As Back to the Future has taught us, 2015 was a good year to measure expectations from the past. Many of those wishes have come true in the realm of technology, and video games have not disappointed in this regard. I would like to share some games this year that had an impact on me personally, not the best games ever made, but those that I will be hard pressed to forget.
I am coming to the Nintendo party much later than others, and have only fairly recently started playing on a 3DS. But, with the sage advice of a friend (Gillman) I picked up MHU 4 after hearing so much about this wonderful series. Apparently I chose well, as even more experienced gamers consider MHU 4 the best of the bunch, and I was certainly wowed by the addiction that then plagued my waking hours.
From starting as a complete n00b, then rising to an elite monster slayer it was evident that my enthrallment was in full swing always saying “one monster more”. The gameplay while so simple was just so much fun and the graphics and 3D make it a marvel to look at. The game that focuses so much on “boss” battles seemed like such a weird choice to me, but by the end, I could see that this was the best choice. Bosses are a great measurement of skill and growth in any game, so this was the next logical step to make the whole game about “bosses” and it paid off in spades.
As a hardcore anime nerd, there was no way that I was not going to at least check this new DBZ game out. I have played many DragonBall games in the past, with varying degrees of satisfaction, but this was the first one in a long time to not just meet my needs, but exceed them.
Great graphics were just the starting point for this success, as it really put you in the driver’s seat of your own story set squarely in the middle of the DragonBall universe. After the recent resurgence of DBZ fandom after the “Battle of Gods” movie, it would have been easy to make a quick cash grab for older and newer fans but this was clearly made with the intention of being great.
With a huge roster, cool fighting system, and great character creation, this allows for some great freedom in a series of games known for their formulaic stories and gameplay. Original animations, a cool new villain, and some great “what if” stories thrown in this has made this the DragonBall game to beat for the future.
If someone had told me that I would like a game based on soccer I would have told them to go and never come back, but never have I been so wrong. This could be summarized as just “soccer with cars” but that really wouldn’t do it justice. Not just normal cars are used, but every vehicle has the same jumping abilities as the Mach 5 from Speed Racer with the jet of an SR71 Blackbird. This makes of some incredibly varied movements and amazing last minute saves to stop a goal.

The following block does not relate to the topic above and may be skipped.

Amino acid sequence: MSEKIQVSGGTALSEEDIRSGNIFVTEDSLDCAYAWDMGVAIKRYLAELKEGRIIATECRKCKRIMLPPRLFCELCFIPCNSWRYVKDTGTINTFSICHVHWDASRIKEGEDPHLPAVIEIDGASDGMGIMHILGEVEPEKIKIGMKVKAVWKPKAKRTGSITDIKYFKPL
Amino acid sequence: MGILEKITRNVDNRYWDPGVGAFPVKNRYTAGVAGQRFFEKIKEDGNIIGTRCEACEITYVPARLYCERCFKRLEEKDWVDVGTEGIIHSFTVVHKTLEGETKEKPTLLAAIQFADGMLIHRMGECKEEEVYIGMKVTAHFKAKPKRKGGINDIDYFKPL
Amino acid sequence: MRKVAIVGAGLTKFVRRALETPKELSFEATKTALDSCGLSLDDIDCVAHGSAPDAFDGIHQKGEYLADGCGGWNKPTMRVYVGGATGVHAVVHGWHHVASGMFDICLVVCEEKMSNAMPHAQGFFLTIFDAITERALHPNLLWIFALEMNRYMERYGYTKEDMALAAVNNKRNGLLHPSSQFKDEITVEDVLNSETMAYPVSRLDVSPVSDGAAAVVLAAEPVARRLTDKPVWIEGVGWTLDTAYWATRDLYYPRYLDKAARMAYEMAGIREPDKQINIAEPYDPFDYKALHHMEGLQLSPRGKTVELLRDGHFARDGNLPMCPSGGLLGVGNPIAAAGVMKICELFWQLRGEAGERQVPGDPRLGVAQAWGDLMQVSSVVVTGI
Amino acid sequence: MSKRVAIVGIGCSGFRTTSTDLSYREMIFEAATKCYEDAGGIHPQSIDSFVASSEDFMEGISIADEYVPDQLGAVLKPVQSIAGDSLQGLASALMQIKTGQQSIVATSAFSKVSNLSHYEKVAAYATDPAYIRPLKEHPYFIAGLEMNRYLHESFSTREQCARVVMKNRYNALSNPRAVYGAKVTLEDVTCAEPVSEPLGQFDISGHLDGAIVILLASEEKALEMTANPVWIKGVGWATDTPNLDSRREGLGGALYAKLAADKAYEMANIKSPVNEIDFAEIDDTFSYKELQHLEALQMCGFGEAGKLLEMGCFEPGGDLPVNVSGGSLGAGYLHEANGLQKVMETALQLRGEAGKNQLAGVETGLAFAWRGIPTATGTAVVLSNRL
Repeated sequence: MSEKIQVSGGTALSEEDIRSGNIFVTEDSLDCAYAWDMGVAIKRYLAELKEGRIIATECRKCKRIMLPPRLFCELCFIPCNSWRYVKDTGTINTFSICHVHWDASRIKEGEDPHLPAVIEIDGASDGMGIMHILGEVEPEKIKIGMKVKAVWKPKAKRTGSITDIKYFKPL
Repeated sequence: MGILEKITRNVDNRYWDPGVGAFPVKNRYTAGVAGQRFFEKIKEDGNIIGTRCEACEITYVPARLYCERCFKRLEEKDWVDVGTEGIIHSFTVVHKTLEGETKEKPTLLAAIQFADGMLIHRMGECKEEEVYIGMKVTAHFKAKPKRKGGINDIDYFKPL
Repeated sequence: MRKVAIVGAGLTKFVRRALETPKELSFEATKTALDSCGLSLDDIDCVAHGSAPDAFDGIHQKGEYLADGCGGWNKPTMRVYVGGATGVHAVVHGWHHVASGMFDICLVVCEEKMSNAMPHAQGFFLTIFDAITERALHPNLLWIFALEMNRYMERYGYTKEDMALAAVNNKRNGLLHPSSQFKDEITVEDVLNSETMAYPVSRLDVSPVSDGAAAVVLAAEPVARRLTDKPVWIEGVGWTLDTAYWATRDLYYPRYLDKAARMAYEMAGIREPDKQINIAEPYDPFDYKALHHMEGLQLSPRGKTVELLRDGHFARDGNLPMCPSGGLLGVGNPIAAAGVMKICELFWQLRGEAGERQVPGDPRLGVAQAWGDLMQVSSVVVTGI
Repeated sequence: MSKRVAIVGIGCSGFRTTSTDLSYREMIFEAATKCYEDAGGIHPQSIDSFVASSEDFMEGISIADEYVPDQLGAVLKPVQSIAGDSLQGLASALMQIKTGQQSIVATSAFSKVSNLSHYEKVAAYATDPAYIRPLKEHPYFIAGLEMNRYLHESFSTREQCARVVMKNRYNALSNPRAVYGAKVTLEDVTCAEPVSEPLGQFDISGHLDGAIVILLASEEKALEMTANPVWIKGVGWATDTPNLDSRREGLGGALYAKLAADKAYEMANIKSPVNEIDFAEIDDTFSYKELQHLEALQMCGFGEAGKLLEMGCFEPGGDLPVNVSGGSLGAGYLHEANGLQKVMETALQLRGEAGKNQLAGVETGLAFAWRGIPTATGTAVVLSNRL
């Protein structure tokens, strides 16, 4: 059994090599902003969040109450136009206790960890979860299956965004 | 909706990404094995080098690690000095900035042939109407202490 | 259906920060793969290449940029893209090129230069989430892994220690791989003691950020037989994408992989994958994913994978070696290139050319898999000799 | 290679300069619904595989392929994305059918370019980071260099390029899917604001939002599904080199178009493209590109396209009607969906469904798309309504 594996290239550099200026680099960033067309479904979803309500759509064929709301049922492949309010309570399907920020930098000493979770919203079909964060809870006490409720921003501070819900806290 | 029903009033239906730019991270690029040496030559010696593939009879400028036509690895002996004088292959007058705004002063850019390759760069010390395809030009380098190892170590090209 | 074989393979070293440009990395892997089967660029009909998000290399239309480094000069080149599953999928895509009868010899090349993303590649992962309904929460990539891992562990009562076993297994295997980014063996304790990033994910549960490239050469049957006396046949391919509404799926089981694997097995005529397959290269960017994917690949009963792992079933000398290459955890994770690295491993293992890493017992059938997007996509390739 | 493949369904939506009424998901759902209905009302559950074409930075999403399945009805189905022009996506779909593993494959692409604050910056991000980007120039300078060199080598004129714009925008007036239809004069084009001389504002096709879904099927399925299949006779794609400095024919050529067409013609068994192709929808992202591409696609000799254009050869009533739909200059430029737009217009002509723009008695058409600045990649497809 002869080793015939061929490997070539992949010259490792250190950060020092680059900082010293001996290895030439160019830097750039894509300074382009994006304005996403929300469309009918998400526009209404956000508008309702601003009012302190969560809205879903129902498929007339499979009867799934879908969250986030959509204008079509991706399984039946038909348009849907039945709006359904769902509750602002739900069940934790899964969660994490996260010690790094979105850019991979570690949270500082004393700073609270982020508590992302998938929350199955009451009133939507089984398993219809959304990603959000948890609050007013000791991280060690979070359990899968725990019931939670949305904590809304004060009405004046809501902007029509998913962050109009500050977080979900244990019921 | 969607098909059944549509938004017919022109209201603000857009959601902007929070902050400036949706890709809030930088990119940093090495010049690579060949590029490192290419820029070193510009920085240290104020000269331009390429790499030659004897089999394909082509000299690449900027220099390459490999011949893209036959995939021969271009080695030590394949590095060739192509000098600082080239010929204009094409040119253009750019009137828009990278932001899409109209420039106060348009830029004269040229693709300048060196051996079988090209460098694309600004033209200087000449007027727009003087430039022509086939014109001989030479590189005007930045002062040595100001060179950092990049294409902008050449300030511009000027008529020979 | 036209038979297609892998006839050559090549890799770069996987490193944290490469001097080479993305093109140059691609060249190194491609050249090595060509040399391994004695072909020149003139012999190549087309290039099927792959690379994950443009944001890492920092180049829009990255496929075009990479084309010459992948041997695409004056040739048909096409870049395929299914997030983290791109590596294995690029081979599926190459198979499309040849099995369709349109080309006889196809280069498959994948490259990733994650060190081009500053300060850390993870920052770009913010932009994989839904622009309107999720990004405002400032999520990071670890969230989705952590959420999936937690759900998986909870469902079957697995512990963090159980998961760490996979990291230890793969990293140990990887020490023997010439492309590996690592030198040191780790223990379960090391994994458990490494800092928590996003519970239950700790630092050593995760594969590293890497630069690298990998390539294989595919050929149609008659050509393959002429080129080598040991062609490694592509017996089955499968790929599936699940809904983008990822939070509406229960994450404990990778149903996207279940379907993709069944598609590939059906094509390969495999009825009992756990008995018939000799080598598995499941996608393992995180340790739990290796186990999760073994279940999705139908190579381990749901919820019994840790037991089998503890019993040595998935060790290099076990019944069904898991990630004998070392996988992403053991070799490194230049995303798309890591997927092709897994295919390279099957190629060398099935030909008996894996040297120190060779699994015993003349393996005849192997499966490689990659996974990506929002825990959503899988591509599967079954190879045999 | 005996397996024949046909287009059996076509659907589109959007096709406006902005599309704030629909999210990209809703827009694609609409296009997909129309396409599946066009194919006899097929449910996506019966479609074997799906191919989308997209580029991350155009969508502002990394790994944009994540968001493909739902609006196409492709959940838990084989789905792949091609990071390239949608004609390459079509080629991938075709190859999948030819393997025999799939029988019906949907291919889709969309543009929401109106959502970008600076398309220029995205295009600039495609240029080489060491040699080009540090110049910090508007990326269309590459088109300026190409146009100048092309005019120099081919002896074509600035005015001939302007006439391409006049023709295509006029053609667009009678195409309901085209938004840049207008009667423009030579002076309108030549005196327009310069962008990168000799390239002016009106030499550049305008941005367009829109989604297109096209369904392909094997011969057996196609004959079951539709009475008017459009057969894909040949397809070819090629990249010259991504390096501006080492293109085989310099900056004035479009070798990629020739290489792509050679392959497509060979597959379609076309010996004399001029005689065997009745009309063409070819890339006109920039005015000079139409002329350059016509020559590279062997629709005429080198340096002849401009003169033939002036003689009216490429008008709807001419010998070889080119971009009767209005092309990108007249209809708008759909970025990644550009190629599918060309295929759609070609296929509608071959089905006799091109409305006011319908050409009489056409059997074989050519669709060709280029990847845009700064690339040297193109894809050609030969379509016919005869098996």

With a solid multiplayer matchmaking system, awesome soundtrack, and great replays after every score this game comes off as watching a real match on TV that you magically have control of. Becoming an E-Sport only 3 days after its release, it is clear that this game will be around for quite a while and with its cross-platform multiplayer it will make everyone happy.
Adventure games had fallen by the way side for so long when I was growing up that I never had high hopes for a revival. But recently, mostly due to Telltale Games, there has been such a resurgence based on popular television shows and games which melds those worlds together to make something greater than the sum of its parts. The Borderlands series is great in its own right, but now there’s a whole new audience that loves a different gameplay option playing a game that is set perfectly in the Borderlands mythos.
This game is charming, hilarious, and fits perfectly in the setting on which it is based. Your decisions are not easy, and each one has its own ups and downs that lead to a very different feel each time you play through. Wise cracking and dark comedy are the corner stones that make this great, and with the terrific talents like those of Patrick Warbourton in most of the game it makes every scene like some sort of interactive movie that you want to keep watching over and over. With its nice price tag and available on desktop and mobile platforms, this is a good example of a game that anyone can play, and many will love.
At first glance, this does not exactly give off the air of superior game design, especially with its choice of subject matter, but that couldn’t be farther from the truth. From the creators of the equally bizarre “Octodad” comes another incredibly difficult to control character in the form of a slice of bread.
This seemingly cute and easy experience is quickly revealed to be frustratingly difficult, but in a great way. As bread, you want to become toast, and this gives you multiple paths of success such as a lamp, a toaster, or a stovetop. Using dexterity not normally found in humans, you can navigate around using each corner of the bread to reach your ultimate toasting goal.
This works on so many levels, because on the surface it’s a good challenging game that you can play by yourself and have a good time, but its real face is that of a party game in which you watch your friends suffer and scream as they try to do something that seemed so easy. Its price is well worth the price of admission when you consider just how much fun you can get out of this one of kind experience.
2016 – South Park the Fractured but Whole
The sequel to my favorite game of 2014, I cannot wait to see the joint creation of South Park creators Trey Parker and Matt Stone with Ubisoft create another South Park game that makes me feel like I’m watching an actual episode of the series. With satire, hilarity, and disgusting experiences a virtual certainty and a hopefully upgrade combat system, this looks to be a real contender for game of the year 2016.